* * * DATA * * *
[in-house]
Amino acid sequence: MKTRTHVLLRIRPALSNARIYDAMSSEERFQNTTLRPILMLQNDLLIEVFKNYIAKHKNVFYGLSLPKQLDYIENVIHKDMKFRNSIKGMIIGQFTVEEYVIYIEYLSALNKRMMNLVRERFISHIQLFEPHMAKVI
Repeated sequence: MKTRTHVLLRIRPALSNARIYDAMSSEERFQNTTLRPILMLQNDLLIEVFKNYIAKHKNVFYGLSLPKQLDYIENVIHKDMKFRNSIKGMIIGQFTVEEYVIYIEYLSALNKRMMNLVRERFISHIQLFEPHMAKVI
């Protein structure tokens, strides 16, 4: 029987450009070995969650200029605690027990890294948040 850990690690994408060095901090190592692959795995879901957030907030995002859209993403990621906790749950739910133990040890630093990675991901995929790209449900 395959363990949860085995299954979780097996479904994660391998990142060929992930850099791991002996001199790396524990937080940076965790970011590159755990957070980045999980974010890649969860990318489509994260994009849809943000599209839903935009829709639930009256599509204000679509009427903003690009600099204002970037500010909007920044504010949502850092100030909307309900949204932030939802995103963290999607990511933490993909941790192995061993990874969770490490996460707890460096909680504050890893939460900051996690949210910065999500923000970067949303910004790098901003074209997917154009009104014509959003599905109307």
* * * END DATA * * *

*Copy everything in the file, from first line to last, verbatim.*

[in-house]
Amino acid sequence: MKTRTHVLLRIRPALSNARIYDAMSSEERFQNTTLRPILMLQNDLLIEVFKNYIAKHKNVFYGLSLPKQLDYIENVIHKDMKFRNSIKGMIIGQFTVEEYVIYIEYLSALNKRMMNLVRERFISHIQLFEPHMAKVI
Repeated sequence: MKTRTHVLLRIRPALSNARIYDAMSSEERFQNTTLRPILMLQNDLLIEVFKNYIAKHKNVFYGLSLPKQLDYIENVIHKDMKFRNSIKGMIIGQFTVEEYVIYIEYLSALNKRMMNLVRERFISHIQLFEPHMAKVI
């Protein structure tokens, strides 16, 4: 029987450009070995969650200029605690027990890294948040 850990690690994408060095901090190592692959795995879901957030907030995002859209993403990621906790749950739910133990040890630093990675991901995929790209449900 395959363990949860085995299954979780097996479904994660391998990142060929992930850099791991002996001199790396524990937080940076965790970011590159755990957070980045999980974010890649969860990318489509994260994009849809943000599209839903935009829709639930009256599509204000679509009427903003690009600099204002970037500010909007920044504010949502850092100030909307309900949204932030939802995103963290999607990511933490993909941790192995061993990874969770490490996460707890460096909680504050890893939460900051996690949210910065999500923000970067949303910004790098901003074209997917154009009104014509959003599905109307």